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By Eileen Goddard
I remember the acute misery that was my life at 19. That was the year that I moved to Nantucket for the summer with my first serious boyfriend in June.
By the time I was back at college that fall, I had lost more than 50 pounds and was completely miserable, with no idea what had happened to me or what to do.
I should have known better. After all, I had already seen my little sister go through the same thing in her early teens. During those years, I had played the frustrating role of the older sister who couldn’t understand what she was going through. I remember the hot wash of anger I used to feel every time she refused to eat -- how it seemed like the stupidest thing a person could do. What, I used to ask myself, was she trying to prove?
But I couldn’t fix my little sister then, and three years later, she couldn’t fix me. My obsession had started so simply during that sad summer in Nantucket, when my days became a rote blur of working two horrible jobs and going home to a boyfriend I was slowly growing to hate.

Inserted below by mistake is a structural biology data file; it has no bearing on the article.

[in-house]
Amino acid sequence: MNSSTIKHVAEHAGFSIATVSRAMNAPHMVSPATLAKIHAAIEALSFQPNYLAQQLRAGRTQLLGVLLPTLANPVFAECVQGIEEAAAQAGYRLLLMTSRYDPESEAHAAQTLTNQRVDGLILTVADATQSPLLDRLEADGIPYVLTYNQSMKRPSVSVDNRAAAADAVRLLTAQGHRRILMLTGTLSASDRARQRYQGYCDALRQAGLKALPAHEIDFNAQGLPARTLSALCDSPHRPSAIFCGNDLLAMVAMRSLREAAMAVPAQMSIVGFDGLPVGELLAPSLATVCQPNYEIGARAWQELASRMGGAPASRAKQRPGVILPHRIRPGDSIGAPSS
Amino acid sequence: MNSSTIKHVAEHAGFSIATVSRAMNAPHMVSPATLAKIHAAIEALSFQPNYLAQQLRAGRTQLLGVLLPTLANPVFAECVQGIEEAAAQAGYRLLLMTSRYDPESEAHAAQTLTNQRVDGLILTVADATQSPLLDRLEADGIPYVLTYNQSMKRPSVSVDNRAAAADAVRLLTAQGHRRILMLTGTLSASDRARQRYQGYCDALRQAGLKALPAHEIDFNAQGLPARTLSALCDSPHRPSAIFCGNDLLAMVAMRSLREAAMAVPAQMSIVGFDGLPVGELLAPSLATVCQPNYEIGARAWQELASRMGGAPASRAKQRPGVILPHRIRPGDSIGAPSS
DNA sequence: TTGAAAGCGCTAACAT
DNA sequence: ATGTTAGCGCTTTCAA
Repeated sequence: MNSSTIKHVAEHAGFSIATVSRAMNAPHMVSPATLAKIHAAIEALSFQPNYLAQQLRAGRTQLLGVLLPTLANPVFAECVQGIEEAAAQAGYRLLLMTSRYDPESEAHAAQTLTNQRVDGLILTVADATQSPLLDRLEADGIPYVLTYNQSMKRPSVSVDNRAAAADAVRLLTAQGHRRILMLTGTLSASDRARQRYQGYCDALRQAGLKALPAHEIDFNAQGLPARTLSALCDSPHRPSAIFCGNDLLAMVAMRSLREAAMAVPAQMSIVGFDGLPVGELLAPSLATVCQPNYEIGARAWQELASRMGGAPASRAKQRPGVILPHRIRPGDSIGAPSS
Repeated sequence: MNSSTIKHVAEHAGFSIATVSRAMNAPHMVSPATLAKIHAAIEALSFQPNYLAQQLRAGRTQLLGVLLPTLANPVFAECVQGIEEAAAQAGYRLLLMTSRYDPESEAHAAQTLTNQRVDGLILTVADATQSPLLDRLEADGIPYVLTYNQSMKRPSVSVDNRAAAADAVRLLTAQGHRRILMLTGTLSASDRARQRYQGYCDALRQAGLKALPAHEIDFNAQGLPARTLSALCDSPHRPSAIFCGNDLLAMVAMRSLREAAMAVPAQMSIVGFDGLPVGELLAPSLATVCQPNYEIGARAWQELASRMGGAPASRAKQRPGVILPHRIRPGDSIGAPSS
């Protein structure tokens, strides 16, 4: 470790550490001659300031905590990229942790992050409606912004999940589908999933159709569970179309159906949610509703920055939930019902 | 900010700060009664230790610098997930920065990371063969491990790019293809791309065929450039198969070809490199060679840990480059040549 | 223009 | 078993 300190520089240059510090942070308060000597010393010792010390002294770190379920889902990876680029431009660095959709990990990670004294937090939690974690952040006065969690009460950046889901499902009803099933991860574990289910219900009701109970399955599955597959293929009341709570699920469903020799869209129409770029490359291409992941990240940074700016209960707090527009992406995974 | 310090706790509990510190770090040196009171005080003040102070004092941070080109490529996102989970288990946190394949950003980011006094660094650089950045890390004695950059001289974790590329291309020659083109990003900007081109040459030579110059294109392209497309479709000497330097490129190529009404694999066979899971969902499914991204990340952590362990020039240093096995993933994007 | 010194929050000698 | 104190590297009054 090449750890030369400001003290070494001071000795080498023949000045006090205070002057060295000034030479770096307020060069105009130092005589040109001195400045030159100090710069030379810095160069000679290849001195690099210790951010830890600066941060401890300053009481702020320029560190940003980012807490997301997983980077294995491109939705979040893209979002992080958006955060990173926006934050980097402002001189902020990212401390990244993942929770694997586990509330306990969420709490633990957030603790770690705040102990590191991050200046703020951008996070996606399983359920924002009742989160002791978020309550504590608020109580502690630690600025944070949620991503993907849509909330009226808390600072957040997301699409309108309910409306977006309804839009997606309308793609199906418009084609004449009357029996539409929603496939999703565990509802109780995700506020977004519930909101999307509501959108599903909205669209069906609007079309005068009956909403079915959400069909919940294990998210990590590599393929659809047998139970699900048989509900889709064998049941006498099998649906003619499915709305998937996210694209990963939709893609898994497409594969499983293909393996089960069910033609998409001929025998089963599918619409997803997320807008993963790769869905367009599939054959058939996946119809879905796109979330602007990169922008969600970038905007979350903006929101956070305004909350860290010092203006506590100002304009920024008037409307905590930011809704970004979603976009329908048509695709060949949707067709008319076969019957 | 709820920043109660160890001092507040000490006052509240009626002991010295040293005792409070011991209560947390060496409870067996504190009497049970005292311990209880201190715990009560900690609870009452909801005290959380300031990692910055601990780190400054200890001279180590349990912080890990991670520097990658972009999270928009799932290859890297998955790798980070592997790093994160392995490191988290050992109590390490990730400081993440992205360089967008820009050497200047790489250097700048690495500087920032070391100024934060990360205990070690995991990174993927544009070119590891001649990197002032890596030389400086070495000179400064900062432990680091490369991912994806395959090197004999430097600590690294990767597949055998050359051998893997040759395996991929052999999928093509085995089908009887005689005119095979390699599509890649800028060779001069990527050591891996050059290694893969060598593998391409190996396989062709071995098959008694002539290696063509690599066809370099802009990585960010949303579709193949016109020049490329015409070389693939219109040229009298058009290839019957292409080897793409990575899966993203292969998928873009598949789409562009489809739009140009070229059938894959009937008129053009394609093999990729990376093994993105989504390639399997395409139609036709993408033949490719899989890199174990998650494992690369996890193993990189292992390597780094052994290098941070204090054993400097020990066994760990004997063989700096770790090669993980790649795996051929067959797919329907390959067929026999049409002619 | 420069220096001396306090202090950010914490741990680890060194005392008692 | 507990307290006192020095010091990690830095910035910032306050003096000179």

I couldn’t put my finger on exactly what was wrong; I only knew that I was deeply unhappy. In Nantucket. With my boyfriend. In my own skin. One day that summer, I started to count the calories in my meals. Before long, a single cereal bar had become breakfast and lunch. Two months later, I was back home in my Chapel Hill apartment, measuring rice out by the grain.
The worst part about anorexia is the way that it puts you at war with yourself. By the time you are anorexic, you have learned to stop thinking of your body as home. Over time, your body has become a thing that you find yourself trapped in, a thing that you hate. And so you keep trying, day after day, to sculpt, reshape, and torture your body into a kind of submission.
Your world has gotten so small that there is nothing else left: your body and your obsessive thoughts are all that you have. In the end, I knew how scary I looked. I knew, because I felt so scary inside. But I was still afraid to give up that world -- I knew that without it, I would be left alone with the same unhappiness, anxiety, and fears that I had tried so hard to escape.